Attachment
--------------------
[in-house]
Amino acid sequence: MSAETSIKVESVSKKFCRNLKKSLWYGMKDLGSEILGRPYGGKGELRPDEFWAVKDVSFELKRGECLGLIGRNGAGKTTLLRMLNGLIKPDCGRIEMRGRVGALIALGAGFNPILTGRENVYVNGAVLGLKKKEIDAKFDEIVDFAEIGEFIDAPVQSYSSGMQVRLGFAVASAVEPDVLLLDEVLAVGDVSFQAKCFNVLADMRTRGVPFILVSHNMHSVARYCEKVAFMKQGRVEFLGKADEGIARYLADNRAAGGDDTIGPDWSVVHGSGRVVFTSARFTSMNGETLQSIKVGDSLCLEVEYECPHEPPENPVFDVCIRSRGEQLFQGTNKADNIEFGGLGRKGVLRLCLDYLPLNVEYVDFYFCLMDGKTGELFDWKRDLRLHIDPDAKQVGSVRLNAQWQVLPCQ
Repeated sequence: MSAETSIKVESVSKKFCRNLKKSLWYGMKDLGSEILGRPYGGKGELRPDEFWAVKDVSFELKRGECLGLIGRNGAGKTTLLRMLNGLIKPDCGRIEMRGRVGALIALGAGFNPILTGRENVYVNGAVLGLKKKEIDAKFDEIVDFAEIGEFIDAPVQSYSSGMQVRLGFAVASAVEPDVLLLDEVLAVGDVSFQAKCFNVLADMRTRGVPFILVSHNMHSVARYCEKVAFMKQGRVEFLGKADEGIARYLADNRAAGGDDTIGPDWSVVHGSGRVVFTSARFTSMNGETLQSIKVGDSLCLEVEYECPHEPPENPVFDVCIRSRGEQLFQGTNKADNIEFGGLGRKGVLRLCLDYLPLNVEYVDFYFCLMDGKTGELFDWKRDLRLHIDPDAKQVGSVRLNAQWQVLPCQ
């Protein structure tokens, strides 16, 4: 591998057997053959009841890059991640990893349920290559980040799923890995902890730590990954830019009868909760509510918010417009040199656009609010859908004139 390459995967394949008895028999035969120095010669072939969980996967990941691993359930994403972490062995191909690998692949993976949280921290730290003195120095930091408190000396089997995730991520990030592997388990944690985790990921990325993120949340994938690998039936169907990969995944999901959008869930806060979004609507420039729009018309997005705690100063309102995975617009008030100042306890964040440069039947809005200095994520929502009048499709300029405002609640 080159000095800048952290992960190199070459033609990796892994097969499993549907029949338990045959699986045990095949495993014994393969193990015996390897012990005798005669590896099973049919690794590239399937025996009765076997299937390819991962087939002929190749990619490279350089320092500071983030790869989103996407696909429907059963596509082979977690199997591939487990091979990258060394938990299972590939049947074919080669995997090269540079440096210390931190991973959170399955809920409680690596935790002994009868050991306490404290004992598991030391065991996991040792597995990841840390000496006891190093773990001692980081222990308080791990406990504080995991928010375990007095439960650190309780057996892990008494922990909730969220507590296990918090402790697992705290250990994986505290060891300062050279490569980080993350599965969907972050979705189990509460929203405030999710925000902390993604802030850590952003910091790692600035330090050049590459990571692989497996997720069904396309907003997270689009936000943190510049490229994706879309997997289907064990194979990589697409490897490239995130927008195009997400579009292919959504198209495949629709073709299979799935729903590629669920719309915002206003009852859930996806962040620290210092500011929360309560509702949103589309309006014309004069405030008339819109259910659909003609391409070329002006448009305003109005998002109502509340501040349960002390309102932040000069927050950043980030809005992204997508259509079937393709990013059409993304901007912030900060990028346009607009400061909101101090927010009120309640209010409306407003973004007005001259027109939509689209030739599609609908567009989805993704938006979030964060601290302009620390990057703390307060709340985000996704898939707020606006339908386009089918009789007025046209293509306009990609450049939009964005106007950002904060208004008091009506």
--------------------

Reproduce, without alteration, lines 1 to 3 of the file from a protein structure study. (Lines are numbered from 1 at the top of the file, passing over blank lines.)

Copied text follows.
[in-house]
Amino acid sequence: MSAETSIKVESVSKKFCRNLKKSLWYGMKDLGSEILGRPYGGKGELRPDEFWAVKDVSFELKRGECLGLIGRNGAGKTTLLRMLNGLIKPDCGRIEMRGRVGALIALGAGFNPILTGRENVYVNGAVLGLKKKEIDAKFDEIVDFAEIGEFIDAPVQSYSSGMQVRLGFAVASAVEPDVLLLDEVLAVGDVSFQAKCFNVLADMRTRGVPFILVSHNMHSVARYCEKVAFMKQGRVEFLGKADEGIARYLADNRAAGGDDTIGPDWSVVHGSGRVVFTSARFTSMNGETLQSIKVGDSLCLEVEYECPHEPPENPVFDVCIRSRGEQLFQGTNKADNIEFGGLGRKGVLRLCLDYLPLNVEYVDFYFCLMDGKTGELFDWKRDLRLHIDPDAKQVGSVRLNAQWQVLPCQ
Repeated sequence: MSAETSIKVESVSKKFCRNLKKSLWYGMKDLGSEILGRPYGGKGELRPDEFWAVKDVSFELKRGECLGLIGRNGAGKTTLLRMLNGLIKPDCGRIEMRGRVGALIALGAGFNPILTGRENVYVNGAVLGLKKKEIDAKFDEIVDFAEIGEFIDAPVQSYSSGMQVRLGFAVASAVEPDVLLLDEVLAVGDVSFQAKCFNVLADMRTRGVPFILVSHNMHSVARYCEKVAFMKQGRVEFLGKADEGIARYLADNRAAGGDDTIGPDWSVVHGSGRVVFTSARFTSMNGETLQSIKVGDSLCLEVEYECPHEPPENPVFDVCIRSRGEQLFQGTNKADNIEFGGLGRKGVLRLCLDYLPLNVEYVDFYFCLMDGKTGELFDWKRDLRLHIDPDAKQVGSVRLNAQWQVLPCQ